California rang in the new year with a newly legal product: cannabis.
The state officially launched legal marijuana Monday, and customers lined up to celebrate the historic moment in San Diego, Sacramento and Oakland — some of the municipalities given the green light to start sales on Jan. 1. Meantime, in Los Angeles and San Francisco, the state’s first- and fourth-largest cities, customers were turned away empty handed.
“I had to come Day 1,” said Peter Papineau, 40, while standing in line for the Harbor Collective dispensary in San Diego. “It’s about time.”
Papineau previously had a medical recommendation for cannabis, but didn’t get it renewed after California voters passed a referendum in November 2016 to legalize the plant for recreational use. Medical pot stores, which have been legal in California for more than two decades, must receive new state permits to continue operating.
“I’m excited about going to a store to buy weed instead of just getting a little baggy,” said Will Doudna, 21, who was in line at the Harbor Collective with two friends. He also used to have a medical recommendation, but let it lapse.
The market for marijuana in the state, the world’s sixth largest economy, is expected to reach $3.7 billion this year and more than $5.1 billion in 2019, according to the research firm BDS Analytics. Seven other states and the District of Columbia have legalized recreational weed, boosting a market that Cowen & Co. predicts will grow to $50 billion by 2026, up from $6 billion in 2016.
Out the Door
Lines were out the door and in some cases around the sides of buildings in San Diego, where stores were allowed to open at 7 a.m. Monday.
“There were people in line 15 minutes before we opened,” said James Schmachtenberger, founder of Mankind Cooperative in San Diego, which previously sold medical marijuana and now is also licensed for adult recreational use. He says he expected his store to serve 1,500 people Monday, more than double a typical day as just a medical dispensary.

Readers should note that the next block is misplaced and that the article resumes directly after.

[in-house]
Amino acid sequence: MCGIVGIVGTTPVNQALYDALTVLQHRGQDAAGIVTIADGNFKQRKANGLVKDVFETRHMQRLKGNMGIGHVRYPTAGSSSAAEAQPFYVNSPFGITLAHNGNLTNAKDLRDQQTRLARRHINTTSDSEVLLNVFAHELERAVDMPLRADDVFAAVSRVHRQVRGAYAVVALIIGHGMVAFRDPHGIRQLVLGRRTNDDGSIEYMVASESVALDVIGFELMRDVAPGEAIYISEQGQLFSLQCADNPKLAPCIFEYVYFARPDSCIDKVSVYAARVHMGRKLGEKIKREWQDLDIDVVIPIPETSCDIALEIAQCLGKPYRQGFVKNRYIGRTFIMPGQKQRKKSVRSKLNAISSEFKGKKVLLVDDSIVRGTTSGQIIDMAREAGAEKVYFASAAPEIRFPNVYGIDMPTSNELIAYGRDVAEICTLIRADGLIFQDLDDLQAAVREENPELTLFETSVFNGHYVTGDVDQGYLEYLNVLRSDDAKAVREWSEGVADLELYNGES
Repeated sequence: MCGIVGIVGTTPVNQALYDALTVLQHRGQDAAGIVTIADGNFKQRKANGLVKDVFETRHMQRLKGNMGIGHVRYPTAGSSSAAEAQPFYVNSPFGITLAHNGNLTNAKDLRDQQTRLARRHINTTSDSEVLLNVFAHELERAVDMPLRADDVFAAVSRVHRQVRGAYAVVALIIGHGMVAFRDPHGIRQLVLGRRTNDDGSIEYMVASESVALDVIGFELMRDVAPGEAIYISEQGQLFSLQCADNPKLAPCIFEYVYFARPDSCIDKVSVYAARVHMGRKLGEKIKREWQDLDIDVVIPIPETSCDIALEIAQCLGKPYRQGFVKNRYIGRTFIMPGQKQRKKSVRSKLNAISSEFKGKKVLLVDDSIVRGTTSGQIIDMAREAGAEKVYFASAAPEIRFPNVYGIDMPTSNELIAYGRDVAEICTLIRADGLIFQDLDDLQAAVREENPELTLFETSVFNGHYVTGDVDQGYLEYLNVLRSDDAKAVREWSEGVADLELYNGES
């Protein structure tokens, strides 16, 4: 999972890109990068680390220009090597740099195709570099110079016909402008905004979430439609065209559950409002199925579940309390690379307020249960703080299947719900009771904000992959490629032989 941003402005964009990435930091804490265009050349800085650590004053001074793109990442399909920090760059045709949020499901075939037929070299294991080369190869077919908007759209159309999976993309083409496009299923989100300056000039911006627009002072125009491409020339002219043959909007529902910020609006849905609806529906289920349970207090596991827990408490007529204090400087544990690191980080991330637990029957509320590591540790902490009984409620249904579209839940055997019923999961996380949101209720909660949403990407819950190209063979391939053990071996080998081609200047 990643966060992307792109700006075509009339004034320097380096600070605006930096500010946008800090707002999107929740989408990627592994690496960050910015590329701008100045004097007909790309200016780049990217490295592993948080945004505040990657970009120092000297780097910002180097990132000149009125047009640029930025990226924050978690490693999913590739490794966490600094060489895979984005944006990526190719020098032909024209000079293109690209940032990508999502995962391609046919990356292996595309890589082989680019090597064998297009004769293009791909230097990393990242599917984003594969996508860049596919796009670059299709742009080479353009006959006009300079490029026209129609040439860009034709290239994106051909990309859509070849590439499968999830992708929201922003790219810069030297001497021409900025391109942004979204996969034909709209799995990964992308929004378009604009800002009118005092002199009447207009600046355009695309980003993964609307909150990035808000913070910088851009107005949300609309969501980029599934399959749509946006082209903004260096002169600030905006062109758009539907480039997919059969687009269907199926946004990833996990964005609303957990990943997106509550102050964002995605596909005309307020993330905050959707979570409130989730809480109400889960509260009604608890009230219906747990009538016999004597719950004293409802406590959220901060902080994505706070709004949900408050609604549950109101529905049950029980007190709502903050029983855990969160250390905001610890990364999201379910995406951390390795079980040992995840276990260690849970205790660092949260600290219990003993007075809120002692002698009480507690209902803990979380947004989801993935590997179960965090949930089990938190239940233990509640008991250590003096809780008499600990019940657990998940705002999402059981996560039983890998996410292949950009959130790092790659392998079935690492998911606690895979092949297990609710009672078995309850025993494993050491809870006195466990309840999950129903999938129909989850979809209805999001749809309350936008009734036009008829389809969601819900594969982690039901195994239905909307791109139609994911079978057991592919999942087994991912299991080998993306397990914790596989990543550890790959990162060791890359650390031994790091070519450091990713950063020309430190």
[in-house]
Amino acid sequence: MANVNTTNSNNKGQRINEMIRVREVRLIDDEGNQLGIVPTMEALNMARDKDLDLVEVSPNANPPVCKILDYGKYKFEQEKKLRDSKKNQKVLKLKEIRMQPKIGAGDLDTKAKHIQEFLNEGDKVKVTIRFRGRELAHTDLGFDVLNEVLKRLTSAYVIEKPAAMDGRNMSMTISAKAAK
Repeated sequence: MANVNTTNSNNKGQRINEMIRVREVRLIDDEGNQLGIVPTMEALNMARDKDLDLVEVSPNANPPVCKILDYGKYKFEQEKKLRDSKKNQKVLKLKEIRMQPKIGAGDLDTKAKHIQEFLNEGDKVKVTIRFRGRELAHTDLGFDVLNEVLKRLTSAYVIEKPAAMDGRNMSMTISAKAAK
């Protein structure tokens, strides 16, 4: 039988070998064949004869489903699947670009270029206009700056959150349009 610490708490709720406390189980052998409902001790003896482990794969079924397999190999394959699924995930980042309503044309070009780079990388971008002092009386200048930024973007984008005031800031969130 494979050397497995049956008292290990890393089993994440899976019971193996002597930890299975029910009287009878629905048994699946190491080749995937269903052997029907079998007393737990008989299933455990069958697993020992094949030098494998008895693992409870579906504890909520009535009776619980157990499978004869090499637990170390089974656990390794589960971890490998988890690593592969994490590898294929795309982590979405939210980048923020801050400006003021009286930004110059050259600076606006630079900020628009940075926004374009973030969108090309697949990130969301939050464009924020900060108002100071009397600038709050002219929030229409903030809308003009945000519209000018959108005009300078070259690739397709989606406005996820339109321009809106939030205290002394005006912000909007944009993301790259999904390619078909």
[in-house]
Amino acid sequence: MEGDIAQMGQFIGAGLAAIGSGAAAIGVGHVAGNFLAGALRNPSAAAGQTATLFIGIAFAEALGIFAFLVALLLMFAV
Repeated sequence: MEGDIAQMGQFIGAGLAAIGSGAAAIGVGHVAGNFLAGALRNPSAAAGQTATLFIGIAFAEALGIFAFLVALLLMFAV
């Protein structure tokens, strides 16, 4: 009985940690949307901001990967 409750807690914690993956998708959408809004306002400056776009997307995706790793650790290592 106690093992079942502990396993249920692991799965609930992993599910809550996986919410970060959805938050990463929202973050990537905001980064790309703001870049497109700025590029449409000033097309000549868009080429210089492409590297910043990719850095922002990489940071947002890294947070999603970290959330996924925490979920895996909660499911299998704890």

While sales were set to start Tuesday in West Hollywood, customers in some other cities will have to wait. San Francisco stores are on track to begin recreational sales to adults on Friday. Los Angeles won’t be ready for at least a few weeks.
As of Monday morning, more than 400 businesses had received licenses from the state to legally operate under the new California regulations, according to a statement from the Bureau of Cannabis Control.
“This is an historic day for the state of California,” Bureau of Cannabis Control Chief Lori Ajax said in the statement.
Even stores that opened on New Year’s Day were affected by delays in licensing to growers, manufacturers and distributors. That led retailers to remove some inventory from shelves.
“This is less than half the products we normally carry,” Schmachtenberger said.
Stores also used stop-gap measures designed by the state to facilitate the transition from one regulatory regime to another. They put purchases in opaque, childproof bags with stickers saying the product inside hasn’t been tested as required by the new legislation.